carrying awe to many a young spectator, sat the
judges; the high sheriff sat opposite to them, his
chaplain by his side, in his gown and bands. A
crowd of gentlemen, friends of the sheriff, followed on
horseback; and a mob of ragamuffins brought up the
To the assize courts the procession took its way,
and there the short business of opening the commission
was gone through, when the judges re-entered the
carriage to proceed to the cathedral, having been joined
by the mayor and corporation. The sweet bells of
Helstonleigh were still ringing out, not to welcome the
judges to the city now, but as an invitation to them
to come and worship God. Within the grand entrance
of the cathedral, waiting to receive the judges, stood
the Dean of Helstonleigh, two or three of the chapter,
two of the minor canons, and the king's scholars and
choristers, all in their white robes. The bells ceased;
the fine organ pealed out-and there are few finer
organs in England than that of Helstonleigh-the
vergers with their silver maces, and the decrepit old
bedesmen in their black gowns, led the way to the
choir, the long scarlet trains of the judges held up
behind: and places were found for all.
The Rev. John Pye began the service; it was his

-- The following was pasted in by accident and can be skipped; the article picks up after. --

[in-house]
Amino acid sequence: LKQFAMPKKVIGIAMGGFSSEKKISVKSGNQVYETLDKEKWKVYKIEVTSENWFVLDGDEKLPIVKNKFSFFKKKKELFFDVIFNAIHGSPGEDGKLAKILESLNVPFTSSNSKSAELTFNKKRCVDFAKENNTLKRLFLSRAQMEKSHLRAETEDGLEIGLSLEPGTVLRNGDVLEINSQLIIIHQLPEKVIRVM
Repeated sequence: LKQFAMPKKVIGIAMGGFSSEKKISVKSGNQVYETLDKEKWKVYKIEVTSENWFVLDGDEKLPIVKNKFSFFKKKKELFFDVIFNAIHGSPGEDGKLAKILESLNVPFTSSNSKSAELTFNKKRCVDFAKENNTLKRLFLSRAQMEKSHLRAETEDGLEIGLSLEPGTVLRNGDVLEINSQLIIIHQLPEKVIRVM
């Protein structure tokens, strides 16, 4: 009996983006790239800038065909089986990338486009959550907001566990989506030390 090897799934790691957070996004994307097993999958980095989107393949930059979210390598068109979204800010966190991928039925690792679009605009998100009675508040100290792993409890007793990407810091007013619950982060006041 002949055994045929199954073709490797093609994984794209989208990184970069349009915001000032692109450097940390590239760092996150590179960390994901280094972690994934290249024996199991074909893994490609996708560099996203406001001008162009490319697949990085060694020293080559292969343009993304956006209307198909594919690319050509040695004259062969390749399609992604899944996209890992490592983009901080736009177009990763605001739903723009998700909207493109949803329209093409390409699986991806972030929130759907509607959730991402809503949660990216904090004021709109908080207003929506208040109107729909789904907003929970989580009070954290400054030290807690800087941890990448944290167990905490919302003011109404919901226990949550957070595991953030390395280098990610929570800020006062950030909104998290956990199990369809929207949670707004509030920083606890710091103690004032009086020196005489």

week for chanting. He was one of the senior minor
canons, and head-master of the college school. At the
desk opposite to him sat the Rev. William Yorke, a
young man who had only just gained his minor
The service went on smoothly until the commence-
ment of the anthem. In one sense it went on smoothly
to the end, for no person present, not even the judges
themselves, could see that anything was wrong. Mr.
Pye was what was called ' chanter ' to the cathedral,
which meant that it was he who had the privilege of
selecting the music for the chants and other portions
of the service, when the dean did not do so himself.
Now the anthem he had put up for this occasion was
a very good one, taken from the Psalms of David.
It commenced with a treble solo; it was, moreover, an
especial favourite of Mr. Pye's, and he disposed himself
complacently to listen.